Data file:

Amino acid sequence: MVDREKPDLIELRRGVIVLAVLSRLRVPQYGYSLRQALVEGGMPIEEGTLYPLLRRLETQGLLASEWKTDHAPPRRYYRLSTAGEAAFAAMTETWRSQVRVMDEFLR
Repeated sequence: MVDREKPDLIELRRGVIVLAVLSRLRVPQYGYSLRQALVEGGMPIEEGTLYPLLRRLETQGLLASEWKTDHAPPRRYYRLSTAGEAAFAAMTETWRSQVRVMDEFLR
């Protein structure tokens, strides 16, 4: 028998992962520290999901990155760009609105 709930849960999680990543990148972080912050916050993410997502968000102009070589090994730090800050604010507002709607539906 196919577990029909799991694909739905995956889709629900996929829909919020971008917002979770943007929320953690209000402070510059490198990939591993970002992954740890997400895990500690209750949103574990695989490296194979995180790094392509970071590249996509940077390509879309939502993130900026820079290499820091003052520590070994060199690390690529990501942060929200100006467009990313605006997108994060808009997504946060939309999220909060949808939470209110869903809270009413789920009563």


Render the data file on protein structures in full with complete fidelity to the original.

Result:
Amino acid sequence: MVDREKPDLIELRRGVIVLAVLSRLRVPQYGYSLRQALVEGGMPIEEGTLYPLLRRLETQGLLASEWKTDHAPPRRYYRLSTAGEAAFAAMTETWRSQVRVMDEFLR
Repeated sequence: MVDREKPDLIELRRGVIVLAVLSRLRVPQYGYSLRQALVEGGMPIEEGTLYPLLRRLETQGLLASEWKTDHAPPRRYYRLSTAGEAAFAAMTETWRSQVRVMDEFLR
């Protein structure tokens, strides 16, 4: 028998992962520290999901990155760009609105 709930849960999680990543990148972080912050916050993410997502968000102009070589090994730090800050604010507002709607539906 196919577990029909799991694909739905995956889709629900996929829909919020971008917002979770943007929320953690209000402070510059490198990939591993970002992954740890997400895990500690209750949103574990695989490296194979995180790094392509970071590249996509940077390509879309939502993130900026820079290499820091003052520590070994060199690390690529990501942060929200100006467009990313605006997108994060808009997504946060939309999220909060949808939470209110869903809270009413789920009563």